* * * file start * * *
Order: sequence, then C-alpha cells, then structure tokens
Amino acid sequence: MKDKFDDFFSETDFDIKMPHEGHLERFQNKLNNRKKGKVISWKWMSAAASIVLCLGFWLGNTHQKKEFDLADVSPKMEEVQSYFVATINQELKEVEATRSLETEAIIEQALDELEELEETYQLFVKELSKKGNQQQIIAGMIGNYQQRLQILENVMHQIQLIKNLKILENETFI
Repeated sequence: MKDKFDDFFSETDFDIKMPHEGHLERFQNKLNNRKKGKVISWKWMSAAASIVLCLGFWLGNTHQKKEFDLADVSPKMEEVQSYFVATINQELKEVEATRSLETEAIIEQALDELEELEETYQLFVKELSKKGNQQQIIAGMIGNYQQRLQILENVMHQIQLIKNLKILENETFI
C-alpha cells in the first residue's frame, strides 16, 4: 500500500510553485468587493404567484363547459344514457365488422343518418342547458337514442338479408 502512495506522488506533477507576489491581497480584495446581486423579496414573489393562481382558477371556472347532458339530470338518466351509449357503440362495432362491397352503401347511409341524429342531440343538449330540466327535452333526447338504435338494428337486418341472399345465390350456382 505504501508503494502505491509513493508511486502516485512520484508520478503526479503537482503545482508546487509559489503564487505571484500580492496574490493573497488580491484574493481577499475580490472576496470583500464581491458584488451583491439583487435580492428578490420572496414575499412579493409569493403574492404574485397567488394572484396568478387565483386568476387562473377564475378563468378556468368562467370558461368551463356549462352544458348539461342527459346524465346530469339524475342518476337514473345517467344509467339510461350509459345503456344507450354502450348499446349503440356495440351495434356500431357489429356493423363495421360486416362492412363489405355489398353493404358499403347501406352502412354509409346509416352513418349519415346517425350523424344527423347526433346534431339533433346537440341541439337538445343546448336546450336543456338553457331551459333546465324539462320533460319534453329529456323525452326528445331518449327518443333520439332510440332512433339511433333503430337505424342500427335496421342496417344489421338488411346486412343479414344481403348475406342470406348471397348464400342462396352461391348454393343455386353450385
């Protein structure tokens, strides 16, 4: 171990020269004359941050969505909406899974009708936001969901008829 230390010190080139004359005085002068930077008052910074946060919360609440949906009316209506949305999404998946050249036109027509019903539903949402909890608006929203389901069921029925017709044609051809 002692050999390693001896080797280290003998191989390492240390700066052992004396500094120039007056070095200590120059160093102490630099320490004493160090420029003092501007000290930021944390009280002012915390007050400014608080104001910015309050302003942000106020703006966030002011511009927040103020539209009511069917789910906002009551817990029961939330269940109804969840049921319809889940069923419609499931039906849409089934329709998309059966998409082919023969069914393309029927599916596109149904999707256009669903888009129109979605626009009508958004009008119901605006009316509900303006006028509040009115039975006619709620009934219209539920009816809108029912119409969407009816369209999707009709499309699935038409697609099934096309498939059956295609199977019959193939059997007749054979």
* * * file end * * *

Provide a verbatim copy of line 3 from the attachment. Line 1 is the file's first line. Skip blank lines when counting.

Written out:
Repeated sequence: MKDKFDDFFSETDFDIKMPHEGHLERFQNKLNNRKKGKVISWKWMSAAASIVLCLGFWLGNTHQKKEFDLADVSPKMEEVQSYFVATINQELKEVEATRSLETEAIIEQALDELEELEETYQLFVKELSKKGNQQQIIAGMIGNYQQRLQILENVMHQIQLIKNLKILENETFI